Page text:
chi siamo

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How is born Radio Sì?

RADIO SI is born from the belief that growing young people have the need to communicate: who they are, what they feel, what they experience, and even messages of great significance: the desire to grow, the desire for truth.

Our commitment as educators is to provide this space.

The radio is called RADIO SI, an affirmative adverb because it means the utmost adherence to a project, to a demand. Therefore, SI wants to remind us of how a young person could respond to our question, or perhaps SI is the “Yes” of the Virgin Mary who, faced with a project larger than herself but which was the project of humanity and salvation, said: “Yes, let Your will be done!”

la storia di radio si, la radio dei concettini creata per i giovani e gli adolescenti

The radio activity was born during difficult times such as the Covid period, along with other proposed activities as an educating community. All activities aimed to engage young people to pass the time without dwelling on the fact that they couldn’t return home and embrace their parents. The radio aims to embrace other communities scattered around the world that deal with minors and education.

The History of Conceptionist

“In the 19th century, against the prevailing agnosticism, the Holy Spirit stirred exceptional men and women, endowed with the charisma of ‘assistance’ and ‘hospitality,’ so that the love for one’s neighbor could still convince the skeptical and positivist man to believe in God-Love. In this assembly of faithful, filled with the Holy Spirit, Luigi Monti, blessed with charity, is venerated, having witnessed love for one’s neighbor in the sign of the Woman who knew no sin, a symbol of liberation from all evil: the Immaculate.

Luigi Monti, a lay religious called ‘father’ out of veneration by his disciples, was born in Bovisio, diocese of Milan, on July 24, 1825, the eighth of eleven children. Orphaned of his father at the age of 12, he became a woodworker to support his mother and younger siblings. A passionate youth, he gathered many peers, craftsmen, and farmers in his workshop to create an evening oratory. The group took the name of the Sacred Heart of Jesus Company, but the people of Bovisio called it ‘The Company of the Friars.’

They stood out for their austere life, dedication to the sick and the poor, and zeal to evangelize the distant. Luigi, the group’s leader, at the age of 21 in 1846, consecrated himself to God by taking vows of chastity and obedience in the hands of his spiritual father. He was a faithful layman consecrated in the Church of God without a convent, without a habit. However, not everyone understood the gifts that the Spirit had infused in Luigi Monti. In fact, some people in the town, along with the parish priest, launched a subtle but overt opposition that culminated in a slanderous accusation of political conspiracy against the Austrian occupying authority. Despite the atmosphere of suspicion prevailing in Lombardy-Veneto in 1851, Luigi Monti and his companions were released during the investigation, but after 72 days of imprisonment.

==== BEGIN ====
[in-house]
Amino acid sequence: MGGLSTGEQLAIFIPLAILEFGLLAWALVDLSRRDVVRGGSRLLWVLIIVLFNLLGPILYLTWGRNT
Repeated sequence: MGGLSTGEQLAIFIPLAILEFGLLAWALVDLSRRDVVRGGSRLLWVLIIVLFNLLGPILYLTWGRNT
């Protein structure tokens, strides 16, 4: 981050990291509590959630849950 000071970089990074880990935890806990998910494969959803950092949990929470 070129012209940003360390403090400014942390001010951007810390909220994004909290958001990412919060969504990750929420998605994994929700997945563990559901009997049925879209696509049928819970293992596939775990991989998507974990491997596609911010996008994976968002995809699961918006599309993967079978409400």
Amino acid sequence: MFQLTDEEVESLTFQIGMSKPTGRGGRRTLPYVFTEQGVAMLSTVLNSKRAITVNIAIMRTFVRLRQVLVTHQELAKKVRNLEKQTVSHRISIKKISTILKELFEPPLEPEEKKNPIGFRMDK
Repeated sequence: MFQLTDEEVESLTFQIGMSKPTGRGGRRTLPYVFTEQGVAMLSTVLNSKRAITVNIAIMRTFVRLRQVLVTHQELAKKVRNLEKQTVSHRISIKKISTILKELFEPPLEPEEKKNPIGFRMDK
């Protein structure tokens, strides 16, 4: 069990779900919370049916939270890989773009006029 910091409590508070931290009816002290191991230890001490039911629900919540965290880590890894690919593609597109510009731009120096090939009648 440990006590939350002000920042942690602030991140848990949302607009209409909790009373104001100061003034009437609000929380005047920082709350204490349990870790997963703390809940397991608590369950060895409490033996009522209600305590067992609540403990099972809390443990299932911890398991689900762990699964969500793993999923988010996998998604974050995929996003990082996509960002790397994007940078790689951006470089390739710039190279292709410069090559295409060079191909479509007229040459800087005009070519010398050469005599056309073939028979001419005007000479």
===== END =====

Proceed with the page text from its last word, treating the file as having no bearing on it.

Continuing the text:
Obedient to his spiritual father, he joined the Sons of Mary Immaculate, a congregation founded by Blessed Ludovico Pavoni only 5 years earlier. He remained there as a novice for six years. This time was a period of transition for Luigi Monti, during which he fell in love with Pavoni’s constitutions, gained experience as an educator, and learned the theory and practice of the nursing profession, which he served to the community and those affected by the cholera epidemic in 1855 in Brescia, voluntarily isolating himself in the local lazaretto.

At the age of 32, Luigi Monti was still searching for the concrete realization of his consecration. In a letter from 1896, four years before the end of his life, he recalled the night of the spirit during this period:

‘I spent hours before Jesus in the Sacrament, but they were all hours without a drop of heavenly dew; my heart remained dry, cold, and insensitive. I was about to give up everything when, in my room, I heard a clear and distinct inner voice saying, “Luigi, go to the choir of the church and expose your tribulations to Jesus in the Blessed Sacrament again.” I listened to the inspiration and hurried to follow it. I knelt down, and after not much time — marvel! — I saw two figures in human form. I knew them. It was Jesus with His Blessed Mother, who approached me and, in a loud voice, said, “Luigi, you will have much more to suffer; you will encounter other greater and various struggles. Stand firm; you will emerge victorious from everything; our powerful help will never fail you. Continue the path you began.” They said this and disappeared.’